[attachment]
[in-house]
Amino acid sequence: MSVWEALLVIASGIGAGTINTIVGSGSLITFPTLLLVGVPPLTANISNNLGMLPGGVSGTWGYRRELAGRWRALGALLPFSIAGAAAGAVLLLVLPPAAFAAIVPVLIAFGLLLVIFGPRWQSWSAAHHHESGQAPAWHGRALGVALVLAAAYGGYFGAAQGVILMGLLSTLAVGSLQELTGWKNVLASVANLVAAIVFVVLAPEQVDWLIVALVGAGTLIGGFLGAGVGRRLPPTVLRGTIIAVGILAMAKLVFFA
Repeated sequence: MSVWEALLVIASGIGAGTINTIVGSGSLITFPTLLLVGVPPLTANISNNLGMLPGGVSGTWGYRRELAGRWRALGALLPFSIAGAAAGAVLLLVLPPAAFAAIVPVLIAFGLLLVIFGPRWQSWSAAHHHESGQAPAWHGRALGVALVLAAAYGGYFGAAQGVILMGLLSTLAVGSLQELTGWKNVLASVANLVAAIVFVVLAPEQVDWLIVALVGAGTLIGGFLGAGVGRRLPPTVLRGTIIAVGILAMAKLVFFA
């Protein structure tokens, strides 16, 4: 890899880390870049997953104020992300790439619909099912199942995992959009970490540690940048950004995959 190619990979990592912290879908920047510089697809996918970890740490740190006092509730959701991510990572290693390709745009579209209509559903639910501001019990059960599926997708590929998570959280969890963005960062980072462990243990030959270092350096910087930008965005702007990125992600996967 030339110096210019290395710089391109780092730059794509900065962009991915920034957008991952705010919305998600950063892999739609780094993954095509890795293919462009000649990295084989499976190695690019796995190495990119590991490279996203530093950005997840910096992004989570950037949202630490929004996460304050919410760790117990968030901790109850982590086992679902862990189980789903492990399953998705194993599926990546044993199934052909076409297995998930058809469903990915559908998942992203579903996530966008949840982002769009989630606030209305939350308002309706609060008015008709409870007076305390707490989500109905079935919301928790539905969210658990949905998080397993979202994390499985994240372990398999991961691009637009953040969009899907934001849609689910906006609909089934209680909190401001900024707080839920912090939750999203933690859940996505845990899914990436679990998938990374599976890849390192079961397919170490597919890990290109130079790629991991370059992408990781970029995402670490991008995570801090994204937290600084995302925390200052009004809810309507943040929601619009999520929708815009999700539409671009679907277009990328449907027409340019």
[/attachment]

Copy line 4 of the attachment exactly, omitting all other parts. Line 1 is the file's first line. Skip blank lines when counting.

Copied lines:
């Protein structure tokens, strides 16, 4: 890899880390870049997953104020992300790439619909099912199942995992959009970490540690940048950004995959 190619990979990592912290879908920047510089697809996918970890740490740190006092509730959701991510990572290693390709745009579209209509559903639910501001019990059960599926997708590929998570959280969890963005960062980072462990243990030959270092350096910087930008965005702007990125992600996967 030339110096210019290395710089391109780092730059794509900065962009991915920034957008991952705010919305998600950063892999739609780094993954095509890795293919462009000649990295084989499976190695690019796995190495990119590991490279996203530093950005997840910096992004989570950037949202630490929004996460304050919410760790117990968030901790109850982590086992679902862990189980789903492990399953998705194993599926990546044993199934052909076409297995998930058809469903990915559908998942992203579903996530966008949840982002769009989630606030209305939350308002309706609060008015008709409870007076305390707490989500109905079935919301928790539905969210658990949905998080397993979202994390499985994240372990398999991961691009637009953040969009899907934001849609689910906006609909089934209680909190401001900024707080839920912090939750999203933690859940996505845990899914990436679990998938990374599976890849390192079961397919170490597919890990290109130079790629991991370059992408990781970029995402670490991008995570801090994204937290600084995302925390200052009004809810309507943040929601619009999520929708815009999700539409671009679907277009990328449907027409340019």